On the other hand, the support and resources to help young individuals to develop or help improve their self-esteem are in abundance. Self-esteem in many ways is control from external element and over time it may create issues for ones self-concept. Issues such as bullying, grades and pressures from parents and peers can all affect the ideas behind self-esteem. But as a teacher, these issues can control to a certain extent if they are caught. Even if they are not cause if a teacher notices that a student has a low self-esteem the teacher can intervene and provide emotion and educational support.

The text talks about the example of course selection to explain the impact of choose and self-concept. What it explains is that when a student has to pick course they tend to pick courses which they know they will do well in over courses they will not do so well. For the most part this is true, but for some determined students who may have a goal to get into a certain university which requires certain courses that choice is taken away, and they may have to take a course which they are not very good at. If the student does not do well this may affect they self-esteem and their belief that they can get into a program or university of their chose. This can be extremely stressful and hindering to one self-motivation.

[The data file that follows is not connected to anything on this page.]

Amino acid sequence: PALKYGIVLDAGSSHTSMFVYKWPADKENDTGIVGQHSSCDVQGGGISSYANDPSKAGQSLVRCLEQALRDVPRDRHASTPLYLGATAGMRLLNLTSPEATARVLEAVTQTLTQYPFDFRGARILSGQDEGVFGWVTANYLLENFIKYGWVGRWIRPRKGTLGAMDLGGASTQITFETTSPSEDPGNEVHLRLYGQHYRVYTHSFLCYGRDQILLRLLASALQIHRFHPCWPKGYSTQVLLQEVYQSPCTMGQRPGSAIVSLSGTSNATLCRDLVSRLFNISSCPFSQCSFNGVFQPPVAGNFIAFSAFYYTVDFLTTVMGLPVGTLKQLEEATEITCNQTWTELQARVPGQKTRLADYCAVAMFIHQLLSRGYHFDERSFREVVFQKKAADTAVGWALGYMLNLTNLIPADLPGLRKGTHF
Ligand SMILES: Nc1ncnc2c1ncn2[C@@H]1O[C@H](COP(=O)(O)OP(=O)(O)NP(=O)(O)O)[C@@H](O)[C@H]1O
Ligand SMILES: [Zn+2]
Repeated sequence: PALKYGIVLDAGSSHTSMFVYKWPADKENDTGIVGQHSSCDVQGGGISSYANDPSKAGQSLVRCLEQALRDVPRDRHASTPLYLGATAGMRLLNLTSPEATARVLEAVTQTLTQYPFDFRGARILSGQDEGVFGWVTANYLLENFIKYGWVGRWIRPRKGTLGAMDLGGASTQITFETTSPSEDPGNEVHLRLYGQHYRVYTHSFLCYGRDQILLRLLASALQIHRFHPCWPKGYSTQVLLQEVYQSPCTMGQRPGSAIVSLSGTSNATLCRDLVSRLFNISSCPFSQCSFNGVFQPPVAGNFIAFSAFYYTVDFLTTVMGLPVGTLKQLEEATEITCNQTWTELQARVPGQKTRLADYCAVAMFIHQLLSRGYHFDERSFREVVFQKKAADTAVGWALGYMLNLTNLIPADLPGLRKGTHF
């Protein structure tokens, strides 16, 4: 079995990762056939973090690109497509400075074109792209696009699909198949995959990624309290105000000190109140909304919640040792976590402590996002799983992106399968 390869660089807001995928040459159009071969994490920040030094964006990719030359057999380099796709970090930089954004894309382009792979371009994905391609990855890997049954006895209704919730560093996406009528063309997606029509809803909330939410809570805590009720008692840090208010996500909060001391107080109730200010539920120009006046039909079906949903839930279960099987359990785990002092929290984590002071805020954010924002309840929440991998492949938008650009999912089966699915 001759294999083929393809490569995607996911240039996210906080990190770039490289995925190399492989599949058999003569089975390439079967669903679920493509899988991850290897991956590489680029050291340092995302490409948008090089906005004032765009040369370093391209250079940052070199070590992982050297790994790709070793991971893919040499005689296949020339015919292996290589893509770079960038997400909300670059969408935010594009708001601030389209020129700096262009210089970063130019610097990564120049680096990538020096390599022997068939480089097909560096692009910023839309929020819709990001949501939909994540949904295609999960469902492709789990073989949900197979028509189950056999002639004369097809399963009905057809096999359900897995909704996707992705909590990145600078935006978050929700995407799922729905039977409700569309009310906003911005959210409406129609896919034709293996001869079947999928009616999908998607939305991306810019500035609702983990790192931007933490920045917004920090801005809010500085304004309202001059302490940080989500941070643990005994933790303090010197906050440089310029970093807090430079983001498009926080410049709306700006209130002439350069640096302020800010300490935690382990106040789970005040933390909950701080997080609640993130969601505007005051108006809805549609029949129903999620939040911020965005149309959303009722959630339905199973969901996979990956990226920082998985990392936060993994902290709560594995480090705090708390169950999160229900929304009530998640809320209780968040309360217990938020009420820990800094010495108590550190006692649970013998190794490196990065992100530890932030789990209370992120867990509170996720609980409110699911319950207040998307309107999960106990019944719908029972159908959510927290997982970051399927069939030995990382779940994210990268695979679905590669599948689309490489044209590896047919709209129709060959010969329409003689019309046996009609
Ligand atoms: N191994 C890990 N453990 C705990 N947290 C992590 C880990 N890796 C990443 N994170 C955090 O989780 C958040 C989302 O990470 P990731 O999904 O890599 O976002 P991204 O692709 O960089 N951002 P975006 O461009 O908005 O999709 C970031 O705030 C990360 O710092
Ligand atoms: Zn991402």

--Naddles (talk) 00:42, 11 April 2008 (UTC)

  • Let's not forget the pressure that some students feel from their parents. During my second practicum, there was a girl in my Grade Nine academic English class who was having a lot of difficulty with the material. When my AT consulted with the guidance office, she was informed that her parents would not allow her to take any college or applied level classes. Of course, the situation was very stressful for the student.
As educators, we might also be indirectly responsible for similar pressures by simply encouraging students to strive for academic courses and a university education. The hidden implication with this encouragement is that a student is "settling" with college level courses and a college education. We need to be sensitive of the reasons students decide to choose their courses, as well as informing them of all of the options that are available to them with course selection. During practicum, I often sensed that students were not entirely clear about differences between applied, college, and university level courses. Nor were they all too sure about the appropriate reasons for selecting one of those levels.

--Maurosavo (talk) 18:47, 16 April 2008 (UTC)

  • Mauro's experience reminded me of a similar experience from my first practicum. A girl in my grade 10 Academic class was struggling to keep up with the material. I am fairly certain that she had a learning disability and really should have been in the Applied or Essential classroom. However her parents refused to allow her to switch to another stream because they were determined that she would go to University, which she could not do without taking Academic classes. This caused the student to become frustrated at her lack of progress, close to failing and still feeling that she must go to University to be successful. She even asked my AT to give her certain marks, so she could get into University.